EMNLP 2016 will feature the following invited speakers.
Christopher Potts (Stanford University)
Learning in extended and approximate Rational Speech Acts models
The Rational Speech Acts (RSA) model treats language use as a recursive process in which probabilistic speaker and listener agents reason about each other's intentions to enrich, and negotiate, the semantics of their language along broadly Gricean lines. RSA builds on early work by the philosopher David Lewis and others on signaling systems as well as more recent developments in Bayesian cognitive modeling. Over the last five years, RSA has been shown to provide a unified account of numerous core phenomena in pragmatics, including metaphor, hyperbole, sarcasm, politeness, and a wide range of conversational implicatures. Its precise, quantitative nature has also facilitated an outpouring of new experimental work on these phenomena. However, applications of RSA to large-scale problems in NLP and AI have so far been limited, because the exact version of the model is intractable along several dimensions. In this talk, I'll report on recent progress in approximating RSA in ways that retains its core properties while enabling application to large datasets and complex environments in which language and action are brought together.
Bio: Christopher Potts is Professor of Linguistics and, by courtesy, of Computer Science, at Stanford, and Director of the Center for the Study of Language and Information (CSLI) at Stanford. He earned his BA in Linguistics from NYU in 1999 and his PhD from UC Santa Cruz in 2003. He was on the faculty in Linguistics at UMass Amherst from 2003 until 2009, when he headed west once again, to join Stanford Linguistics. He was a co-editor at Linguistic Inquiry 2004–2006, an associate editor at Linguistics and Philosophy 2009–2012, and has been an Action Editor at TACL since 2014. In his research, he uses computational methods to explore how emotion is expressed in language and how linguistic production and interpretation are influenced by the context of utterance. He is the author of the 2005 book The Logic of Conventional Implicatures as well as numerous scholarly papers in computational and theoretical linguistics.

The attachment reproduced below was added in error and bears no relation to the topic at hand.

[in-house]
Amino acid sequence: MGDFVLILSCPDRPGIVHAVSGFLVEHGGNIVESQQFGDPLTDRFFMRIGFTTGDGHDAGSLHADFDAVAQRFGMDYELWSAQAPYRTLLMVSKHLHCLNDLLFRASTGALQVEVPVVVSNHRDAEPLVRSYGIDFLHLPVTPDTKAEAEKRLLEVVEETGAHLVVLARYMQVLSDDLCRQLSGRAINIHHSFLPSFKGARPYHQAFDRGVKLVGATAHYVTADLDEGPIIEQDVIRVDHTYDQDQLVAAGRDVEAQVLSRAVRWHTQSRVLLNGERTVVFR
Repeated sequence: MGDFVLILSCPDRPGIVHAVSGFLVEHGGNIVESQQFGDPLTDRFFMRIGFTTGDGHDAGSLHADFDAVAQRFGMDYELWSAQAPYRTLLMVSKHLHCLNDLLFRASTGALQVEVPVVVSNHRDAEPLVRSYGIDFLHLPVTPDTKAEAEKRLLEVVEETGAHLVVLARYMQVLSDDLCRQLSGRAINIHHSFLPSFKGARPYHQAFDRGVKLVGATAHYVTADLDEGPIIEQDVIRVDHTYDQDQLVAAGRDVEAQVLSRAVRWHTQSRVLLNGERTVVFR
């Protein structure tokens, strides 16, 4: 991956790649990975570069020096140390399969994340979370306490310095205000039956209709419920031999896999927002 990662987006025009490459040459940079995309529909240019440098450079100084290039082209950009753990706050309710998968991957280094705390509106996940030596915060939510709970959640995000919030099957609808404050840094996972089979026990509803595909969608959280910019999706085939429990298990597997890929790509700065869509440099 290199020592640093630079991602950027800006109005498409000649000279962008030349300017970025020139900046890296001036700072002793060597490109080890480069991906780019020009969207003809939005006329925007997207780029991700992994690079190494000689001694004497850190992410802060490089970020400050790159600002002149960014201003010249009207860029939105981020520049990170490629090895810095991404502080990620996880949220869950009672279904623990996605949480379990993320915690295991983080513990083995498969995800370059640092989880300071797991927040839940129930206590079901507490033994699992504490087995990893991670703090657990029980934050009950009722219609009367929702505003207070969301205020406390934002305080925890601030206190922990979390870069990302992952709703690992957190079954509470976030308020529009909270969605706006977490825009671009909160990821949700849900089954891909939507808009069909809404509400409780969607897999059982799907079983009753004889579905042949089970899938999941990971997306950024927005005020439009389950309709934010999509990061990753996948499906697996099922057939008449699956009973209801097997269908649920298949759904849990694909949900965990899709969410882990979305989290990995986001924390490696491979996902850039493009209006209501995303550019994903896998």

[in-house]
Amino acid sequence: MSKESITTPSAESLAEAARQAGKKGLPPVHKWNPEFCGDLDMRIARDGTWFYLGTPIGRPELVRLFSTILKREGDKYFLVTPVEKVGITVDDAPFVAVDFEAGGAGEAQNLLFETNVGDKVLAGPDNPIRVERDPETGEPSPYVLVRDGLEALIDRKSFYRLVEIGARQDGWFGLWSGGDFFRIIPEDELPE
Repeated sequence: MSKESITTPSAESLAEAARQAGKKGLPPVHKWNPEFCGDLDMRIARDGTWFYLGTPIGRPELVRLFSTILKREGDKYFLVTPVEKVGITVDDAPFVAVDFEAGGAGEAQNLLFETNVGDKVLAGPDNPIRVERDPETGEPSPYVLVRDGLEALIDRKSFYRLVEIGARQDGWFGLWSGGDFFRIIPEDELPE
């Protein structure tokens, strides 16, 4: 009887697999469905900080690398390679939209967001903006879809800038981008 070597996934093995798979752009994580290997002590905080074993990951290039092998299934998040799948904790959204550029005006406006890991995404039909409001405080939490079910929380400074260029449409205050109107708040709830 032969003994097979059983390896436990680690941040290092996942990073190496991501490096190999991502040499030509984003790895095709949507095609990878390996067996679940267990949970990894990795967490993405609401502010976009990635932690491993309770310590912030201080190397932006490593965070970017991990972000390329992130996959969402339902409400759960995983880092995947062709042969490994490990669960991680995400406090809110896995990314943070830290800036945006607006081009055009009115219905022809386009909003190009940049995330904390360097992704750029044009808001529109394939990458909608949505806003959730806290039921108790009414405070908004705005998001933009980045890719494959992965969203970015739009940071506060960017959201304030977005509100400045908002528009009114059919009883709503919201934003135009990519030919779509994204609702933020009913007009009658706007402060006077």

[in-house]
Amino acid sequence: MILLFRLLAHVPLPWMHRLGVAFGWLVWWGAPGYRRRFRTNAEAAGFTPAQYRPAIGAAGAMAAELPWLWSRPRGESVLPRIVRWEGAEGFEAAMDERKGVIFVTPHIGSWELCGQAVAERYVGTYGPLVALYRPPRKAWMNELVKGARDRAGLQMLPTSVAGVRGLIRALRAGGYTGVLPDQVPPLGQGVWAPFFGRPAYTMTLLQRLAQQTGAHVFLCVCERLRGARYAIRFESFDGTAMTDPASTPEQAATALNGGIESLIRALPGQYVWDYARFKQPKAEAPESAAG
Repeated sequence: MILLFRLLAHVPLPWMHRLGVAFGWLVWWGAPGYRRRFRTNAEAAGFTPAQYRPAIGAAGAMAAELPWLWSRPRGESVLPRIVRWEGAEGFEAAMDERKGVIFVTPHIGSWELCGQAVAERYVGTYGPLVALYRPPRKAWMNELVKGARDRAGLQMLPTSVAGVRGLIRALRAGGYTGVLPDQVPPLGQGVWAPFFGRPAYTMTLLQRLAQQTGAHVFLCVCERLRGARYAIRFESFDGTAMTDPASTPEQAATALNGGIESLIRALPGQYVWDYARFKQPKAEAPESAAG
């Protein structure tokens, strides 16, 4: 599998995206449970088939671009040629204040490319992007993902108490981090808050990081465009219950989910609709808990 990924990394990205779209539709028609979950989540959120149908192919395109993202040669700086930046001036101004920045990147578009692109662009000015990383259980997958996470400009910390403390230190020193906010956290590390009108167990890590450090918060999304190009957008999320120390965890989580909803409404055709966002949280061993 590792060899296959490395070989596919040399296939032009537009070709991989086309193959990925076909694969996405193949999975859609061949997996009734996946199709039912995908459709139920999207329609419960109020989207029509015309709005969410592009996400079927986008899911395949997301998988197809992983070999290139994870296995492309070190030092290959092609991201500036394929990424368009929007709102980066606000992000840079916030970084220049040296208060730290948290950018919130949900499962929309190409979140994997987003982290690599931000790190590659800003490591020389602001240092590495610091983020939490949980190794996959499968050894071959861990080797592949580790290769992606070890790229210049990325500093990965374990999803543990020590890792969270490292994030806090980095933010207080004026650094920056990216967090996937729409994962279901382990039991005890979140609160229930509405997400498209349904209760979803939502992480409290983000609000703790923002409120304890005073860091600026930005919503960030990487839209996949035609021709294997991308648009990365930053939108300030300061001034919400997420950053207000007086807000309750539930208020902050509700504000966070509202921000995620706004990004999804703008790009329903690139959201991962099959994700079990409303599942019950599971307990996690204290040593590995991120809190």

Andreas Stolcke (Microsoft Research)
You Talking to Me? Speech-based and multimodal approaches for human versus computer addressee detection
As dialog systems become ubiquitous, we must learn how to detect when a system is spoken to, and avoid mistaking human-human speech as computer-directed input. In this talk I will discuss approaches to addressee detection in this human-human-machine dialog scenario, based on what is being said (lexical information), how it is being said (acoustic-prosodic properties), and non-speech multimodal and contextual information. I will present experimental results showing that a combination of these cues can be used effectively for human/computer address classification in several dialog scenarios.
Bio: Andreas Stolcke received a Ph.D. in computer science from the University of California at Berkeley. He was subsequently a Senior Research Engineer with the Speech Technology and Research Laboratory at SRI International, Menlo Park, CA, and is currently a Principal Researcher with the Speech and Dialog Research Group in the Microsoft Advanced Technology-Information Services group, working out of Mountain View, CA. His research interests include language modeling, speech recognition, speaker recognition, and speech understanding. He has published over 200 papers in these areas, as well as SRILM, a widely used open-source toolkit for statistical language modeling. He is a Fellow of the IEEE and of ISCA, the International Speech Communications Association.